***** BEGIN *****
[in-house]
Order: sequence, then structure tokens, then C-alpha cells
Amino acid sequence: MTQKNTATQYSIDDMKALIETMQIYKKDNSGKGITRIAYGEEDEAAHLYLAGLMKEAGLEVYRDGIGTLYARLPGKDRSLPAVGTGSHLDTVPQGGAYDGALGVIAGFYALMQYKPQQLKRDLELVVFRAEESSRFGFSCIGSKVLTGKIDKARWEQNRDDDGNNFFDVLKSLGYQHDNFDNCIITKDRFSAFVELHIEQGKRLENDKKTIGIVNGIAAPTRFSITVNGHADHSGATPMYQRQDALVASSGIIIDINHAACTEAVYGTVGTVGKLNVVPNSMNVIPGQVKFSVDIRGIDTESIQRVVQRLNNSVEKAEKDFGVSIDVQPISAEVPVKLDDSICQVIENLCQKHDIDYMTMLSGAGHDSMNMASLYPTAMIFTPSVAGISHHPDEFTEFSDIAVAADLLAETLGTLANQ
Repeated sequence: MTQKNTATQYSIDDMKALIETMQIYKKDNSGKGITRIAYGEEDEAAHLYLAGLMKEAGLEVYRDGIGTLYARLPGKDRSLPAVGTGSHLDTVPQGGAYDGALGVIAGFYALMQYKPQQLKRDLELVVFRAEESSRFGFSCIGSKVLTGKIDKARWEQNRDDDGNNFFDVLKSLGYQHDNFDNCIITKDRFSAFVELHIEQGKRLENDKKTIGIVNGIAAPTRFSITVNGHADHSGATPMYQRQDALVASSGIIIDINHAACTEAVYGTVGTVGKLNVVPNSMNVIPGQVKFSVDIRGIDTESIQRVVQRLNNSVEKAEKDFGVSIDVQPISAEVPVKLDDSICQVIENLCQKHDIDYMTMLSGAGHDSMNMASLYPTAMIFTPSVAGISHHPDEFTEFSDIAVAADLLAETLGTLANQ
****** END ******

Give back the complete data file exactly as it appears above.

[in-house]
Order: sequence, then structure tokens, then C-alpha cells
Amino acid sequence: MTQKNTATQYSIDDMKALIETMQIYKKDNSGKGITRIAYGEEDEAAHLYLAGLMKEAGLEVYRDGIGTLYARLPGKDRSLPAVGTGSHLDTVPQGGAYDGALGVIAGFYALMQYKPQQLKRDLELVVFRAEESSRFGFSCIGSKVLTGKIDKARWEQNRDDDGNNFFDVLKSLGYQHDNFDNCIITKDRFSAFVELHIEQGKRLENDKKTIGIVNGIAAPTRFSITVNGHADHSGATPMYQRQDALVASSGIIIDINHAACTEAVYGTVGTVGKLNVVPNSMNVIPGQVKFSVDIRGIDTESIQRVVQRLNNSVEKAEKDFGVSIDVQPISAEVPVKLDDSICQVIENLCQKHDIDYMTMLSGAGHDSMNMASLYPTAMIFTPSVAGISHHPDEFTEFSDIAVAADLLAETLGTLANQ
Repeated sequence: MTQKNTATQYSIDDMKALIETMQIYKKDNSGKGITRIAYGEEDEAAHLYLAGLMKEAGLEVYRDGIGTLYARLPGKDRSLPAVGTGSHLDTVPQGGAYDGALGVIAGFYALMQYKPQQLKRDLELVVFRAEESSRFGFSCIGSKVLTGKIDKARWEQNRDDDGNNFFDVLKSLGYQHDNFDNCIITKDRFSAFVELHIEQGKRLENDKKTIGIVNGIAAPTRFSITVNGHADHSGATPMYQRQDALVASSGIIIDINHAACTEAVYGTVGTVGKLNVVPNSMNVIPGQVKFSVDIRGIDTESIQRVVQRLNNSVEKAEKDFGVSIDVQPISAEVPVKLDDSICQVIENLCQKHDIDYMTMLSGAGHDSMNMASLYPTAMIFTPSVAGISHHPDEFTEFSDIAVAADLLAETLGTLANQ